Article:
Toure’ Grantham

“I think it’s also the federal government’s fault. They are not distributing funding in a manner that is suitable for all the states. And how they distribute funds to each, like for education, schools or road development, is at fault. I also think it’s the governor’s fault because he keeps saying he has different methods to help the situation.”


Menjiwei Latham

“I believe the CTA is so political that the only answer I can come up with is that probably both are responsible for the crisis. I believe that the CTA does not operate independent of City Hall and the mayor’s office. Because of that, they will be in crises until we get someone in City Hall who has the people’s interest at heart.”


Fambilikile Xhea Nozakhere

“From what I can see, the ‘doomsday scenario’ by the CTA is obviously at the fault of the lawmakers and the politicians. There is money there, but it’s being redirected to more negative directions. At the federal level, of course, we have this war on terror and the war in Iraq. That’s draining money at the top level. They ask for several billion dollars with no end in site. It is all based on manipulation, lies and falsehoods. So at the top you have money going to something that is endangering lives and enriching a few people at the top. Eventually, when you get down to the state level, the county level, and the city level, there is this big sucking sound of money coming out of local budgets all across the United States. So when you have billions going into trillions of dollars for the war, then the infrastructure within the country is going to fall apart. For instance, Louisiana and the breaking of the levees, the bridge falling apart in Minnesota – all of these are infrastructure. And what do lawmakers do? They raise taxes, and they start making these ‘doomsday scenario’ threats. So where are the services going to be cut? A lot is going to be cut in the poor neighborhoods. So what this is doing is keeping poor people as a permanent under-class, and attacking the middle class – all done through economic manipulations.”


Caron Grantham

“Well, I don’t know too much about the issue. I listen to radio station WVON and from what I understand, it seems that the federal government is more at fault. The funding that is needed for the CTA has not kept up with the price increases that CTA has done over the years, and that is passed on to the passengers. So that is my take on it. Basically, the funding that comes from the federal government and the state isn’t being disbursed properly. I don’t know if the CTA is fiscally responsible or not, but it seems to me they might need a little more help with their planning.”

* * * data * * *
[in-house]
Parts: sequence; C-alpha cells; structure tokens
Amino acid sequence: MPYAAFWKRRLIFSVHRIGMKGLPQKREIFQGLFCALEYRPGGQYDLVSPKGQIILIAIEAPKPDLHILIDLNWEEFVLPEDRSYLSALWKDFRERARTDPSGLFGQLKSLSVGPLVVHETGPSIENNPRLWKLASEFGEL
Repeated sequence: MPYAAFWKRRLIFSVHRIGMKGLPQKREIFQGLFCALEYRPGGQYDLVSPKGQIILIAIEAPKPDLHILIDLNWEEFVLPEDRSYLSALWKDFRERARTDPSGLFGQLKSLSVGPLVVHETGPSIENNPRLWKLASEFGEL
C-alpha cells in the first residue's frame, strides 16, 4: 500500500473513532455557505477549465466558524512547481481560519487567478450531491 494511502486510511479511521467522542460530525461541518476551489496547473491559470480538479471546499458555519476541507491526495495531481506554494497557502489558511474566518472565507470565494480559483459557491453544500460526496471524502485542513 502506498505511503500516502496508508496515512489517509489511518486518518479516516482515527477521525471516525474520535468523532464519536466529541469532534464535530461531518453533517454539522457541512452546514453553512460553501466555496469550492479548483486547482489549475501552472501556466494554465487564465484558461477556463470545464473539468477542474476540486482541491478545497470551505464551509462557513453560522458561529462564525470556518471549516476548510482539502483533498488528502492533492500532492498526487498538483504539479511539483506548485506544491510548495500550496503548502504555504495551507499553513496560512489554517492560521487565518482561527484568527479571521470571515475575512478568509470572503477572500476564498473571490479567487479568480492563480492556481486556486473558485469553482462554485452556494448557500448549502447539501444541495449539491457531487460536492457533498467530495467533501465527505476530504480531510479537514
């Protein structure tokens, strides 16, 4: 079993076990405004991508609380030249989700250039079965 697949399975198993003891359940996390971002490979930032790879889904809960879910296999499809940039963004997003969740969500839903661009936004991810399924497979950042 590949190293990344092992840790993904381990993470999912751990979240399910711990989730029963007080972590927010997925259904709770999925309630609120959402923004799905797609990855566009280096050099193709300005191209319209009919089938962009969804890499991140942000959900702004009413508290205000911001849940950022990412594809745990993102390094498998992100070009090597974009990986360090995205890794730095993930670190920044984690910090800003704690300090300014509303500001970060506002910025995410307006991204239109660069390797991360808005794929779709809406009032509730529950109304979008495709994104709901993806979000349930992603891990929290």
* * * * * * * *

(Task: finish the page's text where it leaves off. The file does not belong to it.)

Armel Pee

“I think it’s everybody. I think, somehow, the people are being manipulated and used as a pawn. It seems that they can solve this situation and are going to, but it’s a matter of when. With any quest to solve a task you must have cooperation with all the players. It’s good you’re asking the people so we get a chance to speak out. The [mainstream] newspapers are part of the problem. The papers serve the interest of the people who are not negotiating in good faith for the average everyday riders. The everyday riders – they don’t asked us. I blame the newspapers for not allowing this information to get to us in a timely fashion. And what do they mean by ‘doomsday’?

What’s with this scary fear-type thing, and saying they’re going up on fares. This is a class issue. If you don’t have the money you can’t pay for it. When the cost of the gasoline went up everybody had to pay for it. So, it’s a class issue, but the fact of the matter is, African Americans will be disproportionately affected more than the rest.”


Beverly Adams

“I think that it is all three of them. But I also think citizens need to speak up, and they need to really rally together and do something about this. The only people being effected are the poor and the middle-class. It’s just a situation where they are banning you, and to put you out of this area and put you out into the suburban areas totally. If you don’t have transportation you can’t get back to the city. And if you don’t have a good car and the money to keep your car up, you’re not going to have money to get in and out of the city. The main problem is that we need to look at who we put into these elected positions. After we do that, then we need to make sure they are doing what they said they were going to do. This hasn’t been done, so as a result this is what we get. But [the politicians] aren’t really concerned because the buses are for the poor, the middle-class and those who can afford it.”